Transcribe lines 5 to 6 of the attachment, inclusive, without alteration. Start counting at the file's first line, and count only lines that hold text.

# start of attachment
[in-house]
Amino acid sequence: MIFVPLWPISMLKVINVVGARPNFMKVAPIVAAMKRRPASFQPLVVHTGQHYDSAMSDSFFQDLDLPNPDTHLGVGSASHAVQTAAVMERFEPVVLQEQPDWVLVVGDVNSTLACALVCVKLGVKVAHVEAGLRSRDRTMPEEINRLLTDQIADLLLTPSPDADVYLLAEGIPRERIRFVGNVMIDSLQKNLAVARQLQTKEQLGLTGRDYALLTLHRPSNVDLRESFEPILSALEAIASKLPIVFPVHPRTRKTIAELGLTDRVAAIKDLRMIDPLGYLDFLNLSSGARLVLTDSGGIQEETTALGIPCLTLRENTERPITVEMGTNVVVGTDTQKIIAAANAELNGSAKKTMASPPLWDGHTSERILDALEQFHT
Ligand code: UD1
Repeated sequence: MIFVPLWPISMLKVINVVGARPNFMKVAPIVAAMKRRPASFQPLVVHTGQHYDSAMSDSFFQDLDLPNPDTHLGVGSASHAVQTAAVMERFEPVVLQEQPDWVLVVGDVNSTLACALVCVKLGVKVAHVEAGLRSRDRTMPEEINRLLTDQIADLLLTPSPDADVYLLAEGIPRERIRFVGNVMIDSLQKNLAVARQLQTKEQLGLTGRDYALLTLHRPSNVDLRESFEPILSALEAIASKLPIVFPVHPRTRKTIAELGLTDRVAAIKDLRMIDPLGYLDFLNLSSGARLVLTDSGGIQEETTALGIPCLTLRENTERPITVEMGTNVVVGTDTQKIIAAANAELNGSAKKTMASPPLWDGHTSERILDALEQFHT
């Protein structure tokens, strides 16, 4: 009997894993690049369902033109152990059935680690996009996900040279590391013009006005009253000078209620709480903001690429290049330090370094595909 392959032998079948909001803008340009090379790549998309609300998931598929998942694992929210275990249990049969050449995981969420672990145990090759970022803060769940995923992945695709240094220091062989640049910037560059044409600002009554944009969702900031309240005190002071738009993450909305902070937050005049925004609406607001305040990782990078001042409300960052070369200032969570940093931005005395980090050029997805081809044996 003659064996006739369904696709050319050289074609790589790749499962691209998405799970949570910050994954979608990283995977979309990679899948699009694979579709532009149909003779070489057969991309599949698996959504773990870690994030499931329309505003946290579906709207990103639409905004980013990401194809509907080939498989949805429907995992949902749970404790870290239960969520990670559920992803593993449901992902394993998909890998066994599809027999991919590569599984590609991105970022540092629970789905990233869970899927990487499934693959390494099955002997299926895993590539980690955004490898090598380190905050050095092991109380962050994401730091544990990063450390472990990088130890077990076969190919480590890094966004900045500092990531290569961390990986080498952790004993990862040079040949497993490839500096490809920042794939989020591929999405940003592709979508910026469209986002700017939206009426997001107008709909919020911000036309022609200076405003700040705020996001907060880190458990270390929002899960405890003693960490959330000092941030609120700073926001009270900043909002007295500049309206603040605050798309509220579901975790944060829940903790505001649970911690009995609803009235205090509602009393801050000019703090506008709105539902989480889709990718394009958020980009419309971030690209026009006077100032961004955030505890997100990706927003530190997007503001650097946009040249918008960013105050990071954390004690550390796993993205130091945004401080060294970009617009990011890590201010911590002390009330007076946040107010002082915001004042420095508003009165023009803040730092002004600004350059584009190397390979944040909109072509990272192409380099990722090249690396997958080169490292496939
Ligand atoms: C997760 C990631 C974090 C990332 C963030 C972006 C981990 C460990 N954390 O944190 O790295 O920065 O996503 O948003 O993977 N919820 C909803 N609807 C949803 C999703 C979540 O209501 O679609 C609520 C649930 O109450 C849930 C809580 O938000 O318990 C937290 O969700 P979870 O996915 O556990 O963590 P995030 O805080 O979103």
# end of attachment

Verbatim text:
């Protein structure tokens, strides 16, 4: 009997894993690049369902033109152990059935680690996009996900040279590391013009006005009253000078209620709480903001690429290049330090370094595909 392959032998079948909001803008340009090379790549998309609300998931598929998942694992929210275990249990049969050449995981969420672990145990090759970022803060769940995923992945695709240094220091062989640049910037560059044409600002009554944009969702900031309240005190002071738009993450909305902070937050005049925004609406607001305040990782990078001042409300960052070369200032969570940093931005005395980090050029997805081809044996 003659064996006739369904696709050319050289074609790589790749499962691209998405799970949570910050994954979608990283995977979309990679899948699009694979579709532009149909003779070489057969991309599949698996959504773990870690994030499931329309505003946290579906709207990103639409905004980013990401194809509907080939498989949805429907995992949902749970404790870290239960969520990670559920992803593993449901992902394993998909890998066994599809027999991919590569599984590609991105970022540092629970789905990233869970899927990487499934693959390494099955002997299926895993590539980690955004490898090598380190905050050095092991109380962050994401730091544990990063450390472990990088130890077990076969190919480590890094966004900045500092990531290569961390990986080498952790004993990862040079040949497993490839500096490809920042794939989020591929999405940003592709979508910026469209986002700017939206009426997001107008709909919020911000036309022609200076405003700040705020996001907060880190458990270390929002899960405890003693960490959330000092941030609120700073926001009270900043909002007295500049309206603040605050798309509220579901975790944060829940903790505001649970911690009995609803009235205090509602009393801050000019703090506008709105539902989480889709990718394009958020980009419309971030690209026009006077100032961004955030505890997100990706927003530190997007503001650097946009040249918008960013105050990071954390004690550390796993993205130091945004401080060294970009617009990011890590201010911590002390009330007076946040107010002082915001004042420095508003009165023009803040730092002004600004350059584009190397390979944040909109072509990272192409380099990722090249690396997958080169490292496939
Ligand atoms: C997760 C990631 C974090 C990332 C963030 C972006 C981990 C460990 N954390 O944190 O790295 O920065 O996503 O948003 O993977 N919820 C909803 N609807 C949803 C999703 C979540 O209501 O679609 C609520 C649930 O109450 C849930 C809580 O938000 O318990 C937290 O969700 P979870 O996915 O556990 O963590 P995030 O805080 O979103």